Given a POSIX Extended Regular Expression as input, output its complement (also a POSIX ERE). If the given regular expression matches a string, its complement should not match it, and the regex: (regex given)|(complement) should match any string. In other words, negate the regex.

The regex for format input and for output, POSIX ERE, is basically regex without character classes, lookarounds, backreferences, etc. You can assume that we only care about ASCII characters. Also, assume that character classes do not contain - for use as ranges (no [a-d] as input; instead, the input would be [abcd]). Further assume that ? and + and {} will not be used in the input as metacharacters. x? will be shown with x| and x+ by xx* where x is an arbitrary regular expression. The variations of {m,n} will be similarly written out (e.g.: instead of x{1,4}, you'll get x|xx|xxx|xxxx).

Sample Input:


Possible Output (Thanks Peter Taylor):


Please post a few sample Input/Outputs

  • 3
    \$\begingroup\$ As far as I can see, there is no way to complement the empty pattern that matches everything. \$\endgroup\$ – Heiko Oberdiek Mar 17 '14 at 4:33
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    \$\begingroup\$ Oh "complement", not "compliment"... I was going to answer something on the lines of "Nice word boundaries!" \$\endgroup\$ – WallyWest Mar 17 '14 at 10:41
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    \$\begingroup\$ I'd suggest a simple grammar that can be described in a few lines. You could use the formal definition of a regular expression, which only uses concatenation (RS), alternation (R|S), and Kleene star (R*). \$\endgroup\$ – Peter Olson Mar 17 '14 at 19:06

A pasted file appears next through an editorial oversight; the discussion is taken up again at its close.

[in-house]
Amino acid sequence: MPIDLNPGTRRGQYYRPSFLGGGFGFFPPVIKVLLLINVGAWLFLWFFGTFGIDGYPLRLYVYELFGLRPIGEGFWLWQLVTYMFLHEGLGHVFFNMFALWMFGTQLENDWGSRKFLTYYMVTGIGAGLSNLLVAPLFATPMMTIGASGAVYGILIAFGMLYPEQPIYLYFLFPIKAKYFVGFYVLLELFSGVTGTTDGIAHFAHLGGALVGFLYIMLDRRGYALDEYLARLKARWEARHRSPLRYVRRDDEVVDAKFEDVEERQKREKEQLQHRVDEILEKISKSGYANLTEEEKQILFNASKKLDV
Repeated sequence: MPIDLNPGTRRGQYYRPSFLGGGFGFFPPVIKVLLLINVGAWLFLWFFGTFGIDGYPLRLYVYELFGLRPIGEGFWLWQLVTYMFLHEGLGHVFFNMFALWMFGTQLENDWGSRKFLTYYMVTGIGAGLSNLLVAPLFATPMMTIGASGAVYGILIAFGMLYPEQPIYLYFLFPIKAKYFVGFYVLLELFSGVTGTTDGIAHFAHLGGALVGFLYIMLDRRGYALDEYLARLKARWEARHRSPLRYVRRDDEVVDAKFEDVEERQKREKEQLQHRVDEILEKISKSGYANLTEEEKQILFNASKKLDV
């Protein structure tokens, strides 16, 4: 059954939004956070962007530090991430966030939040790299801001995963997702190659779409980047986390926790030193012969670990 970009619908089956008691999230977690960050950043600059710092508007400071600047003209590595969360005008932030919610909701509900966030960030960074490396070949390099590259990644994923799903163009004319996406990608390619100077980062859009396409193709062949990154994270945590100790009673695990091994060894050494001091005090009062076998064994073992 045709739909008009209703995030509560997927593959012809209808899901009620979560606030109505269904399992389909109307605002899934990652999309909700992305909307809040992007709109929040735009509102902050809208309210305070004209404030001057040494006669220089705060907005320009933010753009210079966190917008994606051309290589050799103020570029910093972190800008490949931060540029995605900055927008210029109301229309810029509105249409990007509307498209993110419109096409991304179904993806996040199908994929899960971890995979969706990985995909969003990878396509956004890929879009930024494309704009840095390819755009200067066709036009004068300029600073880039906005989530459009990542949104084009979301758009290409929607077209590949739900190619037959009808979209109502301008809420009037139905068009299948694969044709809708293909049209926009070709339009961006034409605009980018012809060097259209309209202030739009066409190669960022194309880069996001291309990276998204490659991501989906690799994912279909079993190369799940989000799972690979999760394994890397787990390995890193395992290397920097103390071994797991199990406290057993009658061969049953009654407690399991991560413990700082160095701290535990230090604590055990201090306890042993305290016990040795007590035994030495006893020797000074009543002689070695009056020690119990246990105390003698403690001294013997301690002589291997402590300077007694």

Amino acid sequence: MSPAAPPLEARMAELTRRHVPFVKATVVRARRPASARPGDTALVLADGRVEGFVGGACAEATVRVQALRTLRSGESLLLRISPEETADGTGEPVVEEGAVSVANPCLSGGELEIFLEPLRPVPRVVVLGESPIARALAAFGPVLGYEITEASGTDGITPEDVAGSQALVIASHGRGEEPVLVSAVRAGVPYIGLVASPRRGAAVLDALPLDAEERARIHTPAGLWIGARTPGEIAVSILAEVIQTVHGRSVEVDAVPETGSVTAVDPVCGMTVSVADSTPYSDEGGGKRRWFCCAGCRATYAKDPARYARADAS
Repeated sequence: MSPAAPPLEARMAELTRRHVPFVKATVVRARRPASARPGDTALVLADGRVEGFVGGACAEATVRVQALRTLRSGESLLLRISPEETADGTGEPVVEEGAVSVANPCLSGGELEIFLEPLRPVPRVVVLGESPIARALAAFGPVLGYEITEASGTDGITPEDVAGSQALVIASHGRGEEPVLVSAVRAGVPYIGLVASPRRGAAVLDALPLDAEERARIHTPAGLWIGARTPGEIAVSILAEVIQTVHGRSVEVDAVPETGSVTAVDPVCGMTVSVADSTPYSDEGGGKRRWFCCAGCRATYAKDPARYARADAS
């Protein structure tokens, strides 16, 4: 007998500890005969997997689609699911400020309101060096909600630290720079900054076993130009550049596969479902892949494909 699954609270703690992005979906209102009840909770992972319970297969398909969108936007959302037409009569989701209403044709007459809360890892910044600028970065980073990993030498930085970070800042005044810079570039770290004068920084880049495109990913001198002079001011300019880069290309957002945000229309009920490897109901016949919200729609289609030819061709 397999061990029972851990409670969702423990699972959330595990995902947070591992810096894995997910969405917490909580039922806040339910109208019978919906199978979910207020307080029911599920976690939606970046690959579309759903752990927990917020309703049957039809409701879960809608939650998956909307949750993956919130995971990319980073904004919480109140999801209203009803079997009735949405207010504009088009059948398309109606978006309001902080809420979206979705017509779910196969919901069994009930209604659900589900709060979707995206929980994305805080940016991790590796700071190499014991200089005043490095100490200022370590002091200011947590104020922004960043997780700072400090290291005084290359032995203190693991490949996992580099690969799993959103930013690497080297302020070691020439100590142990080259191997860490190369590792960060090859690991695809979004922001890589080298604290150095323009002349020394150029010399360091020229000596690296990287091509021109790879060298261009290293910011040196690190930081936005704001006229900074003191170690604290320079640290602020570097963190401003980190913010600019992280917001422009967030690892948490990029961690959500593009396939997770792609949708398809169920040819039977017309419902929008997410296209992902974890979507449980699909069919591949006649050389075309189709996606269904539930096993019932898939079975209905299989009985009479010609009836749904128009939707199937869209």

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    \$\begingroup\$ Hmm had more of a look at this. It's possible, but crazy tedious. You need to parse the regexp into an NFA (eg Thompson's algorithm), convert the NFA to a DFA (powerset construction), complete the DFA, find the complement, then convert the DFA to a RE (eg Brzozowski's method). ie slightly harder than writing a complete RE engine! I'd expect a golfed version would need to use library functions for each step. \$\endgroup\$ – bazzargh Apr 1 '14 at 14:33
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    \$\begingroup\$ Your sample input uses +, but you state that + will not be used \$\endgroup\$ – user45941 Oct 4 '16 at 16:47

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